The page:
Research shows that a socially-emotionally supportive setting is the solution to increasing student achievement. The School Climate Solution helps kids and adults master critical social-emotional skills, encourages student leadership, provides effective and compassionate behavior management strategies, and raises academic performance. With dozens of fun and easy-to-do activities and community meeting agendas, this book provides everything you need to create a positive learning environment in any classroom, school, or school community. Based on William Glasser’s Choice Theory and steeped in social-emotional learning, the book shows educators how to engage the whole school community in identifying and celebrating its positive values. For use by principals, teachers, counselors, coaches, or any other school leaders looking to improve classroom climate, the strategies in this book have been tested in schools, and they work. Digital content includes customizable forms from the book.
Smith looks at how family stories entered the American popular imagination and shaped collective dreams in the immediate post-war years and the early '50s. She argues that works such as 'Death of a Salesman' posed new demands for social respect, new definitions of nationhood, citizenship and democracy.
There are two files on Sahara Jones. The one the school counselor keeps is evidence that she's a fifth-grader who needs special education. The other is the book Sahara is secretly writing, her Heart-Wrenching Life Story and Amazing Adventures. The latest chapter in her book unfolds when her mother insists that she be taken out of special Ed. So Sahara is facing fifth grade in the regular classroom, again. But why even try to do the work, Sahara wonders, if everything just winds up in the counselor's file? Enter Miss Pointy, the new fifth-grade teacher. With her eggplant-colored lipstick, and strange subjects such as "Puzzling" and "Time Travel," she's like no other teacher Sahara has ever known. Through Miss Pointy's unusual teaching, storytelling, and quiet support, Sahara finds the courage to overcome her fears and prove which file shows her true self.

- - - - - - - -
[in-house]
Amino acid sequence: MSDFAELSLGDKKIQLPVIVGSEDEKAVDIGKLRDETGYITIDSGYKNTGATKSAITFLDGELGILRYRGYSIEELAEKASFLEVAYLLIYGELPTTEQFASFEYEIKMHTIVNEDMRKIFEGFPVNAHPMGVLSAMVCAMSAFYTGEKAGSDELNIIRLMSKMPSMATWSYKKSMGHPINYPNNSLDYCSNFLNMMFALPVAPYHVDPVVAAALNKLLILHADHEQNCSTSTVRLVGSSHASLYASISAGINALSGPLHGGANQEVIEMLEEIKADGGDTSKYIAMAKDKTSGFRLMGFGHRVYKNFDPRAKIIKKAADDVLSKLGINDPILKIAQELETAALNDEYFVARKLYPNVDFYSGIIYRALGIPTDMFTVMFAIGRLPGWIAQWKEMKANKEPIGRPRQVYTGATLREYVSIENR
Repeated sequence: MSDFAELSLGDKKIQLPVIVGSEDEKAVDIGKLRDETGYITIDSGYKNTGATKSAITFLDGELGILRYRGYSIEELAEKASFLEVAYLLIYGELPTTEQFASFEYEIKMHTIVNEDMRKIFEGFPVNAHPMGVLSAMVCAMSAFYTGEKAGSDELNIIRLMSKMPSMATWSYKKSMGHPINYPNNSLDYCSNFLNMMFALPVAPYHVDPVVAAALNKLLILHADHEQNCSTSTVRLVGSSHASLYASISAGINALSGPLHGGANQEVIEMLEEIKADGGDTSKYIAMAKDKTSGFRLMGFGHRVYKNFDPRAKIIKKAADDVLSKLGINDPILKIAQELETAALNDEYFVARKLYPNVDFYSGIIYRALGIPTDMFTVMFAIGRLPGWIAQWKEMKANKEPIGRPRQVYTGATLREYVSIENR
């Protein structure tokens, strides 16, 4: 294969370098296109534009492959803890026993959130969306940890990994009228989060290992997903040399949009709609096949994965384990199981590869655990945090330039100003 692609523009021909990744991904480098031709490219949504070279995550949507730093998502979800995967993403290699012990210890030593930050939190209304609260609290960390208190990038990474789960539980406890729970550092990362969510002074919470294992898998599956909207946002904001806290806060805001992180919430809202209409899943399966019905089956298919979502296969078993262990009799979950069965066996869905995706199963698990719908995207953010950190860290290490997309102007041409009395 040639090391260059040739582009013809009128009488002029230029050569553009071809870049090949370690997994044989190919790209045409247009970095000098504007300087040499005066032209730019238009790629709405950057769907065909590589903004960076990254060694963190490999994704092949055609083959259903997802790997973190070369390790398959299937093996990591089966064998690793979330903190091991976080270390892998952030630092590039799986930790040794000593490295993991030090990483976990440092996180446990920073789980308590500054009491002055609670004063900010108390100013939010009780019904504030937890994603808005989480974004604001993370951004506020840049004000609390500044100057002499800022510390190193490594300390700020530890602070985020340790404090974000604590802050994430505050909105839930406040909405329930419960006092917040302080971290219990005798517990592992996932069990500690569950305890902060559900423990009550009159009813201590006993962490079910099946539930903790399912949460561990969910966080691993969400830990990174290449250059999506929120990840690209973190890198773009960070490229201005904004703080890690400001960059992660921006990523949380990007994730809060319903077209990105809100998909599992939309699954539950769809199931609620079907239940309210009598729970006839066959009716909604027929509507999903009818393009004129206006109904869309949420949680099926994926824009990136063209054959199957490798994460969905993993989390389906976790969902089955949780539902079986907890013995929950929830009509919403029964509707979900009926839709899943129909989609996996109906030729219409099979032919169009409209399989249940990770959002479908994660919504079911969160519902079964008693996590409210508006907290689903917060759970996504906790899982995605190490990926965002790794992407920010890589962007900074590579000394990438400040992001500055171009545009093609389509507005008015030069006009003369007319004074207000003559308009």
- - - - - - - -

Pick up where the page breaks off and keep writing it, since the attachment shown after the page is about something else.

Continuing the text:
In 1999, Elia Kazan (1909-2003) received an honorary Oscar for lifetime achievement; it was a controversial award, for in 1952 he had given testimony to the HUAC Committee, for which he was ostracized by many. That Oscar also acknowledged Kazan's remarkable contribution to American and world cinema, making such films as 'On the Waterfront' and 'A Streetcar Named Desire'. Kazan's life in the cinema is due a reassessment, one that is presented expertly and gracefully by Brian Neve in this book, drawing on previously neglected and some hitherto untapped sources. Focussing in particular on the producer-director's post-'On the Waterfront', New York based independent work, and on his key artistic collaborations, including those with Tennessee Williams, John Steinbeck and Budd Schulberg, Neve gives a fascinating reassessment of Kazan's famed technique with such actors as Marlon Brando and James Dean, and his lifetime concern to provoke and photograph 'authentic' behaviour. He reveals a pattern, through the films, of personally resonant themes, relating for example to ethnicity and the American immigrant myth. He reviews Kazan's style, from the colour and wide screen of 'East of Eden' to the creative use of location in his Amercian South films, including 'Baby Doll'. He debates the reception of Kazan's work and the controversy - which dogged his career - of his 1952 Congressional testimony. These elements and more make this a very readable and memorable, fresh portrayal of the film career of this ever fascinating director. ‘Working with an impressively wide variety of archival material, including Kazan’s personal papers and notebooks, Brian Neve here offers a solidly researched, insightful, and historically grounded portrait of Elia Kazan, his working methods, his 19 feature films from 'A Tree Grows in Brooklyn' (1945) to 'The Last Tycoon' (1976), and his place in the cinematic and social world of his age.’ - Chuck Maland, Professor of Cinema Studies & American Studies, University of Tennessee